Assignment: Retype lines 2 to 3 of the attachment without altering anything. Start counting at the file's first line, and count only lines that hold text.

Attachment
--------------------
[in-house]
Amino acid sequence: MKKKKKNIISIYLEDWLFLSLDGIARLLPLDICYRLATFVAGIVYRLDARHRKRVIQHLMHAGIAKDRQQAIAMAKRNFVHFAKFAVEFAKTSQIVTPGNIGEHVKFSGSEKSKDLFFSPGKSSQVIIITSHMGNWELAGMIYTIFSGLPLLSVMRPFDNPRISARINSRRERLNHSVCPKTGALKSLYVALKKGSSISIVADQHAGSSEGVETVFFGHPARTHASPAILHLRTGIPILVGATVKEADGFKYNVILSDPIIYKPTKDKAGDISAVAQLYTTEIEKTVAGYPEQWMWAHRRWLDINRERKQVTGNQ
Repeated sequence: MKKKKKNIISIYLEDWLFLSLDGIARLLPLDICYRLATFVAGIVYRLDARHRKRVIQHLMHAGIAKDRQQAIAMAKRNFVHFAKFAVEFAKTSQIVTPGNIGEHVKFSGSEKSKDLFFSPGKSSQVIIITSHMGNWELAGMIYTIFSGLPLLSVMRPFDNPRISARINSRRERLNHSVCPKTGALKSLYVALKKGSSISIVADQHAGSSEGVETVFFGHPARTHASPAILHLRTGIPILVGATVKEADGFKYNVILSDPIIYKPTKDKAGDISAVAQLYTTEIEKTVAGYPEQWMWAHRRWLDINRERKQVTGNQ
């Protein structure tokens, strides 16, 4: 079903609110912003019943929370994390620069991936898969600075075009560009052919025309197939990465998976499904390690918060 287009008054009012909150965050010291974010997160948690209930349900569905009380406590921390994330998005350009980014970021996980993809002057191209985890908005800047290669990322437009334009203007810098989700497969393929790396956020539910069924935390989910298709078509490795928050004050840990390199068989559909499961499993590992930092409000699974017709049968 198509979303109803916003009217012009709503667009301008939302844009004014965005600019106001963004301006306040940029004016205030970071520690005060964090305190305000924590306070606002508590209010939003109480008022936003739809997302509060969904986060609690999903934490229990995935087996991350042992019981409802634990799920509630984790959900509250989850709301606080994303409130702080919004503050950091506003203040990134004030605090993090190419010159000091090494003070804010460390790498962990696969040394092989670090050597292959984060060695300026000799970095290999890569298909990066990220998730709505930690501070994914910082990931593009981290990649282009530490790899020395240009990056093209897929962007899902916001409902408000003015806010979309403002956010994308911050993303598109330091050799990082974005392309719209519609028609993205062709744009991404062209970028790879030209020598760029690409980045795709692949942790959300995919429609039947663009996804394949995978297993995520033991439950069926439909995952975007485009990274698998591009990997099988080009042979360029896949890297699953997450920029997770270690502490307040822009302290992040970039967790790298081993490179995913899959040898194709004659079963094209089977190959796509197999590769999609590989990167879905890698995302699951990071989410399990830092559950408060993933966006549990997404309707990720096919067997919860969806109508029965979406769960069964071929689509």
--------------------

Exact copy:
Amino acid sequence: MKKKKKNIISIYLEDWLFLSLDGIARLLPLDICYRLATFVAGIVYRLDARHRKRVIQHLMHAGIAKDRQQAIAMAKRNFVHFAKFAVEFAKTSQIVTPGNIGEHVKFSGSEKSKDLFFSPGKSSQVIIITSHMGNWELAGMIYTIFSGLPLLSVMRPFDNPRISARINSRRERLNHSVCPKTGALKSLYVALKKGSSISIVADQHAGSSEGVETVFFGHPARTHASPAILHLRTGIPILVGATVKEADGFKYNVILSDPIIYKPTKDKAGDISAVAQLYTTEIEKTVAGYPEQWMWAHRRWLDINRERKQVTGNQ
Repeated sequence: MKKKKKNIISIYLEDWLFLSLDGIARLLPLDICYRLATFVAGIVYRLDARHRKRVIQHLMHAGIAKDRQQAIAMAKRNFVHFAKFAVEFAKTSQIVTPGNIGEHVKFSGSEKSKDLFFSPGKSSQVIIITSHMGNWELAGMIYTIFSGLPLLSVMRPFDNPRISARINSRRERLNHSVCPKTGALKSLYVALKKGSSISIVADQHAGSSEGVETVFFGHPARTHASPAILHLRTGIPILVGATVKEADGFKYNVILSDPIIYKPTKDKAGDISAVAQLYTTEIEKTVAGYPEQWMWAHRRWLDINRERKQVTGNQ